Rhetorical Analysis Of Into The Wild

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Good authors always find a way to simply relate their story to their audience. And the writer of Into the Wild Jon Krakauer indubitably does this with the usage of rhetorical devices throughout his factual story of Chris McCandless, a youthful Emory college graduate whose body is strangely discovered in an old transit bus deep in the Alaskan wilderness in September of 1992, 24 years old at the time. The author recaps meaningful events of McCandless and his journey leading to the point of his death and successfully controlled the rhetorical devices of characterization, comparison, logos, ethos, pathos and numerous others in order to encourage to the audience that Chris was not some weird psychotic kid that the general population…show more content…
His yearning, in sense, was too powerful to be quenched by human contact. The succor offered by women may have tempted McCandless, but it paled beside the prospect of rough congress with nature, with the cosmos itself. And thus was he drawn north, to Alaska” (66). These clear and intelligent principles of McCandless’s achievable attitude maintained his decision to endeavor into the wilderness because it displays that he was allured to it because of the gratification it would deliver him, one that could not be satisfied by a mere human. Krakauer shifts to his comparisons of other travelers before McCandless. “Reading of the monks, one is moved by their courage, their reckless innocence and their urgency of desire. And with that one can’t help but think of Everett Russ and Chris McCandless,” (Krakauer 97). The author declares this in order to exemplify a similarity of individuals who were in comparable situations like Chris and took the same…show more content…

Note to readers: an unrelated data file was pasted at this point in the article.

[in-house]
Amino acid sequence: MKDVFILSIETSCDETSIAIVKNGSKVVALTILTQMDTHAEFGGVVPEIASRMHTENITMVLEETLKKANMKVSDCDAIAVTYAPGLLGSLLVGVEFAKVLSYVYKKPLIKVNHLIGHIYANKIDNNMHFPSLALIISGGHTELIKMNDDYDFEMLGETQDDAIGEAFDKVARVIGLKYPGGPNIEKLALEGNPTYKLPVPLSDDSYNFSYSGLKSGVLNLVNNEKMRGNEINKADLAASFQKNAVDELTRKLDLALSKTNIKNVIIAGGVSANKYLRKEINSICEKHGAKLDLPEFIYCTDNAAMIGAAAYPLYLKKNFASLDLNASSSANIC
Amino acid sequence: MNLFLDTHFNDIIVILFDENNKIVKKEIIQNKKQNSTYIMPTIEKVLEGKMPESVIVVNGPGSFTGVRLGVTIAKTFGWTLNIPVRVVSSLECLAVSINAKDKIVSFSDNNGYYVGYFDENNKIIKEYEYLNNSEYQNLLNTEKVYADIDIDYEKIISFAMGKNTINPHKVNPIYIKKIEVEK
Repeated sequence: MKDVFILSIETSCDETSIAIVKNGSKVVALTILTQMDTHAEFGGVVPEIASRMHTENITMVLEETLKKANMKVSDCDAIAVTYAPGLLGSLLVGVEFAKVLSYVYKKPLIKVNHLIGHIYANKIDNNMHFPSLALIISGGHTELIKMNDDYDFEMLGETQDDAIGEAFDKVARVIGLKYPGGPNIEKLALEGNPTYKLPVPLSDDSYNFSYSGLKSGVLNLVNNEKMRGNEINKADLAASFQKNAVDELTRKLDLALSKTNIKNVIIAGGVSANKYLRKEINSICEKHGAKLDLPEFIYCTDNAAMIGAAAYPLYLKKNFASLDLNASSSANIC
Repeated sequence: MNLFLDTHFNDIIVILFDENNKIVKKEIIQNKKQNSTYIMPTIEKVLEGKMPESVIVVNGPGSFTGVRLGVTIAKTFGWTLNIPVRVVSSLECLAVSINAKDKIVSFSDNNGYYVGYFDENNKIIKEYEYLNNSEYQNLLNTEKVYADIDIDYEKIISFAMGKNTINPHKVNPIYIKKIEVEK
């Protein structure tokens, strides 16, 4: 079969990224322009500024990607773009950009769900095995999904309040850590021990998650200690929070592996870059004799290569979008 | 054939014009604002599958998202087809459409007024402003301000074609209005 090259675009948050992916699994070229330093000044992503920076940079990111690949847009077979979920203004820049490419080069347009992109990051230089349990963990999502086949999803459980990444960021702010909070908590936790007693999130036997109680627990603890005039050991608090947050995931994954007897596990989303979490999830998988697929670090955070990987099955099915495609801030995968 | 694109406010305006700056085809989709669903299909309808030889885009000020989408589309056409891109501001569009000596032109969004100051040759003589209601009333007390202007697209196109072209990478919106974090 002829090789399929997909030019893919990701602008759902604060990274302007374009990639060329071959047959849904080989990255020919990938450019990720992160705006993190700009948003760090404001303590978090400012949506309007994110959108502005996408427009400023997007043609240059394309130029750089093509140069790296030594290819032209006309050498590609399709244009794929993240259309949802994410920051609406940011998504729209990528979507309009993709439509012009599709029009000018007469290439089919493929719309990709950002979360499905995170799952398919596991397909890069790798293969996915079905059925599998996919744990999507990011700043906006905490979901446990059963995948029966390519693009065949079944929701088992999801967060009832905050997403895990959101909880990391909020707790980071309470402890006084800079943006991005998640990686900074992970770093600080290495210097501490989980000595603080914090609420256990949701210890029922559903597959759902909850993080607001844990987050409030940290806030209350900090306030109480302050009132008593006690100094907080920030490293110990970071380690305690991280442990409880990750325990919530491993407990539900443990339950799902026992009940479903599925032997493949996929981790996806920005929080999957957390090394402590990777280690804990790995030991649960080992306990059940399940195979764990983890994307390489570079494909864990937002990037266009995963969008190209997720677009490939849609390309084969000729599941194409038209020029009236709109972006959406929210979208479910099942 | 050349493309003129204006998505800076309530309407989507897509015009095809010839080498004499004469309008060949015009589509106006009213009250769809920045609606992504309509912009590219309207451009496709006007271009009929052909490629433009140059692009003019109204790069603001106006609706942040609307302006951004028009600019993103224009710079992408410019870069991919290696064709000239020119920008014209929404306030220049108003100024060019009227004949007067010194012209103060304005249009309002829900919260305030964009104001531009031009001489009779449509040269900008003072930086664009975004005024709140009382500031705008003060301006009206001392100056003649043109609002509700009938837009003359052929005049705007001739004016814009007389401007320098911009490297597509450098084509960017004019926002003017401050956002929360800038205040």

Both Chris and Krakauer were at one time in their lives hunting for something in the uninhabited world. Krakauer advocates this argument in order to prove to the audience that McCandless was not crazy due to the fact that Krakauer himself was not. Krakauer learned from teammate Eric Hathaway, “On weekends, when his high school pals were attending ‘keggers’ and trying to sneak into Georgetown bars, McCandless would wander the seedier quarters of Washington, chatting with prostitutes and homeless people, buying them meals, earnestly suggesting way they might improve their lives” (113). This exposed that McCandless did have a sensitive personality, which can be maintained with reasonable evidence of his excursions to the weak parts of town. The author also utilized the rhetorical device of logos within the novel. Krakauer notes that Chris was an Emory graduate where he had been a colonist and editor for the school newspaper, and distinguished himself as a historian and anthropologist with a 3.72 GPA

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